There are only a few days left to sign up for Soapbox Science 2015, which is happening in 7 cities across the UK this year. We’re looking for women in science from PhD students to Professors, and from entry-level researchers to entrepreneurs, who are passionate about science and want to spread the word.
Applying to join an event is easy to do. There’s a short form that’s quick and easy to complete, and you can fill it in online. Visit the Soapbox Science 2015 Events page for more info.
But why should you put your name down? We can give you 10 good reasons!
1. Engage people who might not otherwise encounter science
Unlike the majority of other science events and festivals, where the audience have made a conscious decision to go and interact with science and scientists, Soapbox Science really does take science to the streets. Or the park. Or the beach! The people you’ll talk to may not have intended to engage with science, but once they encounter our speakers they’re certainly drawn in. Our evaluation shows that over 80% found it enjoyable and 100% would come again!
2. Inspire the next generation
Families and school children make up a large percentage of the Soapbox Science audience, and we want to show them that science is fascinating, exciting and fun. Who better to inspire the next generation of scientists than women in science who are passionate about what they do, and can show the breadth of subjects, disciplines and applications there are out there!
3. Break down stereotypes, become a role model
Science is still a male-dominated field, and although the visibility of women in science, technology, engineering, maths and medicine is growing, it’s still low. The public perception of scientists is still that of the male researcher, so by having an all-female group of speakers at Soapbox Science, we are beginning to challenge and change that view. This has important implications for encouraging more girls to take up STEMM subjects, so by taking part in Soapbox Science you are challenging stereotypes and acting as a role model for future women in STEMM.
4. Join the Soapbox Science Alumni
With the likes of Dame Athene Donald, Prof Lesley Yellowlees, Dr Maggie Aderin-Pocock and many others as Soapbox Science Alumni you’ll be in illustrious company! We aim to get a spread of career levels speaking across all our events, from PhD students to Professors, so you’ll also have the chance to network with other women in UK science, share thoughts and opinions, and seek advice.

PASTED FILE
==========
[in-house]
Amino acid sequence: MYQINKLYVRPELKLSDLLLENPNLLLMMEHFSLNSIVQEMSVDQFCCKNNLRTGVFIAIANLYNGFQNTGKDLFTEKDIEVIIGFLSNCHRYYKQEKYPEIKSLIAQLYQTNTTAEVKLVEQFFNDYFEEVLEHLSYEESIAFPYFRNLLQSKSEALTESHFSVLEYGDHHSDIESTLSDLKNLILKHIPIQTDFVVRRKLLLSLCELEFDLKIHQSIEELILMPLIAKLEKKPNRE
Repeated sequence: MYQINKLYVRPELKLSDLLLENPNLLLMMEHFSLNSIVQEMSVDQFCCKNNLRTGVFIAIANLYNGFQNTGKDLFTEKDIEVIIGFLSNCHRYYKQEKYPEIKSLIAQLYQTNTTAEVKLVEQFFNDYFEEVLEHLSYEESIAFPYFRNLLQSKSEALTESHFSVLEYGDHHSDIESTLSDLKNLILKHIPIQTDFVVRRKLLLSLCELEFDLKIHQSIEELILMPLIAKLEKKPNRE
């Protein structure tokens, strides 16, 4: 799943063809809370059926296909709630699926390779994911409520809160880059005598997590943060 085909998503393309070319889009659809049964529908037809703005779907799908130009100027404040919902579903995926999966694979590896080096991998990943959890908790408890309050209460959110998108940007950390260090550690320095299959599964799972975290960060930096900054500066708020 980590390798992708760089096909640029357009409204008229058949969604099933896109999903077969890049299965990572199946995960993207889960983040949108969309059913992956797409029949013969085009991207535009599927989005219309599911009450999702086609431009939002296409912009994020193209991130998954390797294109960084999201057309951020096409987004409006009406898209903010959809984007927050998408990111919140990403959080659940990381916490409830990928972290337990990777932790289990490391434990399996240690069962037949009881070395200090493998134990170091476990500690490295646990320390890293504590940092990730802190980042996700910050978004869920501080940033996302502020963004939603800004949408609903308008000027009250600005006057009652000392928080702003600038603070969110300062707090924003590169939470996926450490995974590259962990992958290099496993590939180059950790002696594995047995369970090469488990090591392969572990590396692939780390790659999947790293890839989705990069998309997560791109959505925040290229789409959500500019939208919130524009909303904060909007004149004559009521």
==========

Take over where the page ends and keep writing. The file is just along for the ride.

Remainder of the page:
5. Science Communication Training
The Soapbox Science Team organise a series of training events across the UK that speakers are invited to join. Infinite Monkey Cage host Robin Ince will be on hand to help you hone your communication skills this year, along with some other secret ‘science celebrities’ – so watch this space! We also have highly experienced, dedicated Soapbox science communicator on the team who can help answer your questions, address your concerns and give you feedback on your ideas.
6. Support in developing your event
From science communication training to deciding what props to use, the Soapbox Science team will be there to support you. There’s funding available to help cover reasonable prop production costs, and there’ll be a team of Soapbox Science volunteers on hand on the day to support each speaker, recruit an engaged audience, and ensure you have an enjoyable experience.
7. Increase the visibility of your work
With Soapbox Science, you’ll have the chance to share your research with hundreds of people at our events, but that’s not all. We showcase and profile each of our Soapbox Science speakers online in blog posts, interviews and videos, so your research will reach a significant audience. Our speaker’s have enjoyed publicity on the top profile science media, e.g. New Scientist, Nature and Science.
8. Experience something different
It may sound intimidating, but we guarantee that speaking at Soapbox Science is an experience you’ll never forget. All our previous speakers have really enjoyed the chance to talk with the general public in such an informal, unusual way, and they’ve often gone on to participate in more science communication events. You don’t have to imagine what it’s like; watch our video to see Soapbox Science in action!
9. Increase your professional reputation
Soapbox Science has received significant attention in the media, with articles and interviews featured online, in the printed press, broadcast media and within the scientific press. We’ve had blog posts by Soapbox Science speakers published in the mainstream national press, including The Guardian and The Independent. We work to highlight the profile and work of our speakers on the Soapbox Science website, and beyond.
10. Boost your personal and professional development
Our Soapbox Science alumni have benefitted personally and professionally from their experience. They’ve told us of many opportunities that have come as a result of their involvement, including receiving recognition within their University or organisation, invitations to join Athena SWAN committees, opportunities to become Departmental Outreach Leaders, and more!
Have we convinced you? If you like to know more about Soapbox Science generally, have a look at our Soapbox Science 2015 article. Or if you are raring to go, sign up for one of our events below!
Soapbox Science London, 30th May 2015
Soapbox Science Swansea, 6th June 2015
Soapbox Science Bristol, 7th June 2015
Soapbox Science Exeter, 13th June 2015
Soapbox Science Belfast, 20th June 2015
Soapbox Science Newcastle, 27th June 2015
Soapbox Science Glasgow, June 2015